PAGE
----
Memories To "Draw" On

Memories To "Draw" On

Not terribly long after arriving at the now-defunct Rocky Mountain News to chronicle the local sports scene in the form of newspaper cartoons, Drew Litton turned the world on its ear at the expense of Broncos kicker Rich Karlis.

In back-to-back weeks late in the 1984 NFL season, Karlis doinked potential last-second, game-tying field goals off the uprights—the right one week, the left the next—prompting what turned into one of Litton’s signature images. “The Karlis forked uprights is probably my most well-known cartoon,” Litton says, speaking from his home in Centennial. “They put that one on television, and that changed the course of my career a little bit.”

Litton, 63, is considered one of the country’s last great sports cartoonists, going back to his days when he cut his teeth at the El Paso Times in west Texas and then getting his big break at the age of 23 when he was hired by the Rocky Mountain News in 1982. Until the newspaper’s shuttering in 2009, Litton was the creator of the popular sports-themed Win, Lose & Drew.

Yet the end of the Rocky Mountain News era didn’t mean the end of Litton’s career. Not even close. Since then, it’s been a steady stream of freelance gigs for Litton, most notably cartoons for KUSA 9 News in Denver (most recently the Avalanche’s run to the Stanley Cup), in addition to, the Chicago Tribune, Colorado Springs Gazette, University of Colorado, Colorado Sun, the Colorado Rockies magazine, and Denver Broncos kids magazine as well as an annual sports calendar.

John Elway
Drew Litton continues to chronicle Colorado sports in
the form of cartoons and has captured the biggest highlights from the last generation, such as consecutive Super Bowl championships from the Broncos, just to name a few.

This year marks 40 years since Litton made the move to Colorado. “I’m still doing what I do, just keep on keeping on,” says Litton, whose work is currently syndicated by Andrews McMeel. “I’ve been very fortunate to cover Colorado sports during a historic time. I’ve been here for all three Stanley Cups, all three Super Bowl wins, the Broncos getting John Elway and Peyton Manning, when we got baseball for the first time, and all of those times, I was able to chronicle each in cartoons. I’m proud and lucky to have been blessed to be there for those times. There’s no place better than being a sports cartoonist in Colorado. I just happened to be in the right place at the right time.”However, there’s more Litton wants to do with hopes of coming full circle, thanks to a chance encounter from the early 1980s.

Mentor Meets Understudy/Future Mentor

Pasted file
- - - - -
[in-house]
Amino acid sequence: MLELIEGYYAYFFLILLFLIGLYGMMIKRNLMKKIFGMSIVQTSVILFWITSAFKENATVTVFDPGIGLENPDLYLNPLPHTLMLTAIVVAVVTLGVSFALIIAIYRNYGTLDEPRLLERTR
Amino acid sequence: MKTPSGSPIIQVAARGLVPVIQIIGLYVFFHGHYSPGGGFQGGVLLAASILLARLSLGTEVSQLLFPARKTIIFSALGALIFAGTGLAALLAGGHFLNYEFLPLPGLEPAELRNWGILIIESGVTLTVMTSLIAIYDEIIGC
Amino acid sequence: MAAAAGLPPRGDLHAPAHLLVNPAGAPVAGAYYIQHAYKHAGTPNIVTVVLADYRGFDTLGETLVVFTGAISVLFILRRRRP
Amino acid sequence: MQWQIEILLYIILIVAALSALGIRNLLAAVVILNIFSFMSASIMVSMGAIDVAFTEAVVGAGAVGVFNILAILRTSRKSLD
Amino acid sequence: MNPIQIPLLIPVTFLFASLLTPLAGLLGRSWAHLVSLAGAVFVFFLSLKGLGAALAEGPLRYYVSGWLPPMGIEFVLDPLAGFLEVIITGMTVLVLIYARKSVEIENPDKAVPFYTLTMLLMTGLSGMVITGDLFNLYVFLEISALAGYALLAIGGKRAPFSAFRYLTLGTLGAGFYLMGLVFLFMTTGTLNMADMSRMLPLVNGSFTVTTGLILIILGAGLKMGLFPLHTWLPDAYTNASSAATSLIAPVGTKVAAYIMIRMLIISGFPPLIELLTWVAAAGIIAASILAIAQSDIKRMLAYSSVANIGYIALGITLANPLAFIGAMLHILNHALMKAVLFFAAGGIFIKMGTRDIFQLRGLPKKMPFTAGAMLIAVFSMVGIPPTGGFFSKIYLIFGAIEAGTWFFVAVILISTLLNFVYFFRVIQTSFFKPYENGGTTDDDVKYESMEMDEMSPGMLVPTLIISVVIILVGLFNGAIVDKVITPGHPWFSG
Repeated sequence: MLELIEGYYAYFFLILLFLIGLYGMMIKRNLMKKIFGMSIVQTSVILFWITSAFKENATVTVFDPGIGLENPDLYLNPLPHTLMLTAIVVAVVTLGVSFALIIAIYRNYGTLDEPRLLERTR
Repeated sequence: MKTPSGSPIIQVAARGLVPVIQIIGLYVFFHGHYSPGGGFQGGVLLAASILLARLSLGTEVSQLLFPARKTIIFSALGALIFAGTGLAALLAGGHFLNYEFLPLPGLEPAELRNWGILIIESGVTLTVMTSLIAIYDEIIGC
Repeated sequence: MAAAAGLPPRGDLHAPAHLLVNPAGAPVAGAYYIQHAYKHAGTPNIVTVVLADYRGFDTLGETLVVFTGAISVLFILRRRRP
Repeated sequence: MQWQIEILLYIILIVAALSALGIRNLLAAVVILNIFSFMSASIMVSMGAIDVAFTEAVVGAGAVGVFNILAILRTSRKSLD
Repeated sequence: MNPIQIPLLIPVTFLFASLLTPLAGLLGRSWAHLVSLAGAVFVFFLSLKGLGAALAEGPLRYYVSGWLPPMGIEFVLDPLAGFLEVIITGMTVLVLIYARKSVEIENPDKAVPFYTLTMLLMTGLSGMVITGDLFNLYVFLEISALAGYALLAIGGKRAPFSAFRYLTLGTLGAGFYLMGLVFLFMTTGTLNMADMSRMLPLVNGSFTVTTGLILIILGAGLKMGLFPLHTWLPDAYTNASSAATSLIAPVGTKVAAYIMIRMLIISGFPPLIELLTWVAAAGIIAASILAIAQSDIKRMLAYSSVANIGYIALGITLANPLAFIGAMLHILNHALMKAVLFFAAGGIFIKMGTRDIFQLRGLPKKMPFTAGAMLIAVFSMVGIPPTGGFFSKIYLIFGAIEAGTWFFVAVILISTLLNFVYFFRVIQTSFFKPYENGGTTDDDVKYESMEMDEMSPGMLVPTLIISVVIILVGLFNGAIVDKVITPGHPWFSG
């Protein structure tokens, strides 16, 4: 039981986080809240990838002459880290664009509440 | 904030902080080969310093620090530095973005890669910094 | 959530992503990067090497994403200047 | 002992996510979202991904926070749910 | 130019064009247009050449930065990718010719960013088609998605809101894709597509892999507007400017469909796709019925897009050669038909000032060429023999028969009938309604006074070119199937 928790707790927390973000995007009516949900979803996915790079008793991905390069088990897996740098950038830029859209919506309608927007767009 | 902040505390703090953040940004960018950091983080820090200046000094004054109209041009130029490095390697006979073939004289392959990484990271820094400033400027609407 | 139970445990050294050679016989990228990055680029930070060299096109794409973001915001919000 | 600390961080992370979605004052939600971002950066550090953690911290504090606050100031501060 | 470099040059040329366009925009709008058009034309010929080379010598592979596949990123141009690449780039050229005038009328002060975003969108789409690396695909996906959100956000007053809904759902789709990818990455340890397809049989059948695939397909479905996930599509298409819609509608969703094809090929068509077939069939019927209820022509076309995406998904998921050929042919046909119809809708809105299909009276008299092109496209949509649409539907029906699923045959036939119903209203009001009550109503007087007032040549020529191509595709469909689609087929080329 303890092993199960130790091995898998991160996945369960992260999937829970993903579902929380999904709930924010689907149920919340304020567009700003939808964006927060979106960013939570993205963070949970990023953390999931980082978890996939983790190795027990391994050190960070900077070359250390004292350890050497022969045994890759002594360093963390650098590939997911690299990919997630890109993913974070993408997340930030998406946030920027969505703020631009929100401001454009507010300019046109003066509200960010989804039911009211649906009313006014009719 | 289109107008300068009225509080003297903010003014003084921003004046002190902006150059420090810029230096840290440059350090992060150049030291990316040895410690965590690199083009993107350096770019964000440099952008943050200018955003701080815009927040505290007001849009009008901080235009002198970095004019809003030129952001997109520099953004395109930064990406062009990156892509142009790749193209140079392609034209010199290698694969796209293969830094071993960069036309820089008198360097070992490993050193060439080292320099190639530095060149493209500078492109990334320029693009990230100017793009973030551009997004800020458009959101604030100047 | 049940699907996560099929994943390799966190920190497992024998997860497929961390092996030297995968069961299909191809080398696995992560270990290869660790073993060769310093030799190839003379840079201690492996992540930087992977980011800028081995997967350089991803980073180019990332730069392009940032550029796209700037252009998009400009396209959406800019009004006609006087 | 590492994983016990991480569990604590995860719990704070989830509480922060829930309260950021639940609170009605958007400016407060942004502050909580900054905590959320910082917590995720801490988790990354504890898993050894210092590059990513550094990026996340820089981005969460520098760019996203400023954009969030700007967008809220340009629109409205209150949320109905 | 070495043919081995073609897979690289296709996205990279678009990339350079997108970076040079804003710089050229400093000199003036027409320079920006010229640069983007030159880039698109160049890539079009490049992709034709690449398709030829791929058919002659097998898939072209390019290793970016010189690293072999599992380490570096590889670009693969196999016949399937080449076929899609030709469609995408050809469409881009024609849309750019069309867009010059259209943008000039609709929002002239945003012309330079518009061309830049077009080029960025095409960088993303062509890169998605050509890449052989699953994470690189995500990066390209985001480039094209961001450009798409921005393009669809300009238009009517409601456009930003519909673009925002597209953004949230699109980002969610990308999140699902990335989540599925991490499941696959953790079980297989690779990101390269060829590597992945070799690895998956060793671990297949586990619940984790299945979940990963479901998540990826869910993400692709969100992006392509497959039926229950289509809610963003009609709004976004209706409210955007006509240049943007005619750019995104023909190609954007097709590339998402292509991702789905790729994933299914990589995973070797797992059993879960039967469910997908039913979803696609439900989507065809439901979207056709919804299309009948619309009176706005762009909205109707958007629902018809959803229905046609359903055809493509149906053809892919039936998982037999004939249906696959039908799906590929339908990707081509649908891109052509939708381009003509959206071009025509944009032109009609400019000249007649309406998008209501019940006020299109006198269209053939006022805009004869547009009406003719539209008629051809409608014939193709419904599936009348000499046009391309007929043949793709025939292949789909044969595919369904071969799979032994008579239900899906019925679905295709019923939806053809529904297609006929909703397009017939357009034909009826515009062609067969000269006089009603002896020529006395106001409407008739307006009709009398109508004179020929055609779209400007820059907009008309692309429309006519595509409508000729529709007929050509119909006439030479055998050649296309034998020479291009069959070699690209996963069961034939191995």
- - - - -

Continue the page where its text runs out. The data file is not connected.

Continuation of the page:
Not terribly long after arriving at the now-defunct Rocky Mountain News to chronicle the local sports scene in the form of newspaper cartoons, Drew Litton met a kid, maybe 13, named Rich Moyer. His mom called the paper to see if he could shadow Litton to witness what newsroom cartooning was really like.

Rich Moyer met Drew Litton in a job-shadowing endeavor in the early 1980s. Today, Moyer, a former newspaper syndicated cartoonist like Litton, illustrates children’s books and recently earned a three-book deal from Penguin Random House called the Ham Helsing series.

“That opened my eyes. To see that people can make a living drawing editorial cartoons and for their opinion on the news was completely fascinating,” says Moyer, a Denver-based artist and syndicated cartoonist, who recently started illustrating children’s books and graphic novels for kids. “He was so generous with his time and mentorship, and that led to my getting syndicated and later into animation. He’s been a longtime friend, and we talk all the time.”

During the 2010 NFL season, the two collaborated on an weekly feature called “Monday Matchup Madness” with Litton doing the cartooning and Moyer adding the animation to preview each Monday Night Football Game and the Super Bowl. “I remember taking my computer to his house,” Moyer says. “He’d be drawing as fast as I could piece it together and animate it. We had a talented voice talent to do all of the character voices. It was super fun.”

Moyer, a 52-year-old father of two daughters, recently earned a three-book deal from Penguin Random House, the Ham Helsing series, the first two of which—Vampire Hunter and Monster Hunter—were released to rave reviews. Perhaps no one is happier than Litton. “Rich’s books are doing well, and he’s one of my best friends,” Litton says. “My hope has always been, somehow, by doing what I do, I’d be able to influence other editors to hire other cartoonists. I was his mentor, and he’s my mentor now that I’m old. And I’d love to do children’s books and graphic novels at some point, to do what he’s doing.”